However, there will be a bright spot in September: the Google Pixel event scheduled for the end of the month.
Alphabet stock earns a ‘B’ rating in Portfolio Grader. The company faces challenges, but it remains a tech powerhouse. With the upcoming Pixel event we’ll see the latest in its continued push into hardware sales — a small, but increasingly important part of its business.
Pixel Event: New Hardware Releases on the Horizon
Often forgotten in the mix — and buried under Google’s monumental advertising revenue — is the company’s growing range of hardware. Leaks have been popping up all over the internet in recent weeks that suggest Google is poised to unleash a flood of new devices.
The latest leaks include a new Nest Audio smart speaker, and a new Chromecast video streaming dongle with integrated Google TV support and a voice-powered remote. Both of these have shown up in photos including their retail packaging.
Google has a Pixel event scheduled for September 30. In advance of the big day, marketing images of the Pixel 5 smartphone have leaked online. The Pixel 5 is an important release for Google. It’s finally adopting multiple cameras, continuing the company’s emphasis on its smartphones as mobile photography powerhouses. Google itself has already announced the Pixel 5 (and budget Pixel 4a) will offer 5G connectivity. Prices have also leaked and the Pixel 5 is expected to cost hundreds of dollars less than an equivalent iPhone or Galaxy smartphone.
We all know how the promise of 5G’s speed is expected to kickstart consumer smartphone upgrades, providing a big boost to companies involved in 5G technology along the way. Google is still a bit player in the smartphone industry — other than the fact that its Android operating system is running on the vast majority of smartphones, globally. However, it’s slowing gaining ground, and 2019 was its best year yet with 7.2 million units sold. With the Pixel 5 and 5G hysteria, expect 2020 to continue that trend.
These devices may currently be relatively immaterial compared to Google ad revenue, but hardware keeps the company in the public eye. And Google has a long-standing strategy of releasing hardware that ultimately ties consumers into its services. Every person who opts to save some cash by choosing a Pixel 5 instead of an iPhone 12 ensures more traffic coming through Google Search, Google Play, Google Maps, Google Assistant and other services.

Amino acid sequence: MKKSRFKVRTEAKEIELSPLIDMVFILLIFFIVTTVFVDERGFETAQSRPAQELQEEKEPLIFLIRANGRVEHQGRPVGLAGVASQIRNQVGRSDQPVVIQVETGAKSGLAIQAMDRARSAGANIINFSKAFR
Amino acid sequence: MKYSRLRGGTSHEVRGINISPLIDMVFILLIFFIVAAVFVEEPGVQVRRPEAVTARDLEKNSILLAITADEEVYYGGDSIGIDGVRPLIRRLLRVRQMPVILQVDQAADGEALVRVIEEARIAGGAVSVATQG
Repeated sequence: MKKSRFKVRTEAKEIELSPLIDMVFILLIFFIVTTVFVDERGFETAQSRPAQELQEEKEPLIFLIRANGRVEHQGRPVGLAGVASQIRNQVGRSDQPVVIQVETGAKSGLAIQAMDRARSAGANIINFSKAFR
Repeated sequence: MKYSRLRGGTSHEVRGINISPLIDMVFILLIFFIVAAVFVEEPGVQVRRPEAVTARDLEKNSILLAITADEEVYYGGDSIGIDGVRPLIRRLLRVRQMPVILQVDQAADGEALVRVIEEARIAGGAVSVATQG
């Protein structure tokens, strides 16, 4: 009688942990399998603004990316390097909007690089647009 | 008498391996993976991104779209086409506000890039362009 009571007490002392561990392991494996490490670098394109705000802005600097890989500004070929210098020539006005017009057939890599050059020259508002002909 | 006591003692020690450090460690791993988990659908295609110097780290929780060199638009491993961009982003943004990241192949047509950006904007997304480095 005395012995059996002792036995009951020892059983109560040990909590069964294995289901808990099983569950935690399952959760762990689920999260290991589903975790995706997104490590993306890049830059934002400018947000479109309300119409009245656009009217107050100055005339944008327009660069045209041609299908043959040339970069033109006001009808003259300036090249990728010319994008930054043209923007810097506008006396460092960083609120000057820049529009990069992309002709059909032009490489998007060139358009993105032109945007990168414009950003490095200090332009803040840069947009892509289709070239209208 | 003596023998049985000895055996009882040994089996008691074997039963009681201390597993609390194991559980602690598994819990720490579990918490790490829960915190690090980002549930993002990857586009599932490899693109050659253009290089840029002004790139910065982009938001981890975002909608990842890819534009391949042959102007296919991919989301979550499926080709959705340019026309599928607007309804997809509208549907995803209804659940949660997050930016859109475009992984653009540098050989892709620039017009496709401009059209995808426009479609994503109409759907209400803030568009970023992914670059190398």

So even if the hardware itself doesn’t make a big splash in terms of revenue, it helps to keep that ad revenue flowing.
That makes new hardware releases an important factor in the long-term performance of Alphabet stock.
There Are Also Clouds on the Horizon
Before I come off sounding too bullish on Alphabet’s prospects, it’s worth revisiting a post from a few days ago. There are two issues involving the company that investors need to keep a close eye on.
First, Alphabet isn’t making the gains that many had hoped for in the cloud computing space. To be clear, it is gaining ground, but very slowly. In 2017 the company had a 4.7% market share, and in its most recent quarter that had increased to 6%. Given the importance of cloud computing and the astounding amount of revenue in play — public cloud spending is projected to hit $500 billion by 2023 — analysts would like to see Alphabet grabbing a bigger share of that.
The second and more immediate threat is legal. The U.S. Justice Department is aggressively pursuing an antitrust investigation against Alphabet. The company has already paid billions of dollars in fines as a result of European antitrust rulings. The U.S. investigation could result in more penalties. Worse, it could end with Alphabet being forced to make changes that impact its search business and ad revenue.
Bottom Line on Alphabet Stock
Alphabet is facing some risky times, especially with its current legal difficulties, but the most likely outcome seems to be a fine. And the company easily shrugged off over $9 billion in penalties levied by European agencies. Alphabet stock is up over 50% since being hit by the first of those record-setting fines in 2017, so I’m not too worried.
In February, Google revealed that its hardware had become a “multibillion-dollar” business. It’s still minor compared to the money other divisions make (YouTube alone brought in $15 billion in 2019) and dwarfed by ad revenue. But it’s increasing, and every device sold helps to ensure that services and ad revenue keeps coming in. The next round of Pixel devices and other Google hardware may not materially move Alphabet stock, but they will play an increasingly important role in keeping its momentum going.
Alphabet stock may be down double-digits since the start of September, but it feels more like a buying opportunity than the start of something worse.
On the date of publication, Louis Navellier had a long position in GOOG. Louis Navellier did not have (either directly or indirectly) any other positions in the securities mentioned in this article. The InvestorPlace Research Staff member primarily responsible for this article did not hold (either directly or indirectly) any positions in the securities mentioned in this article.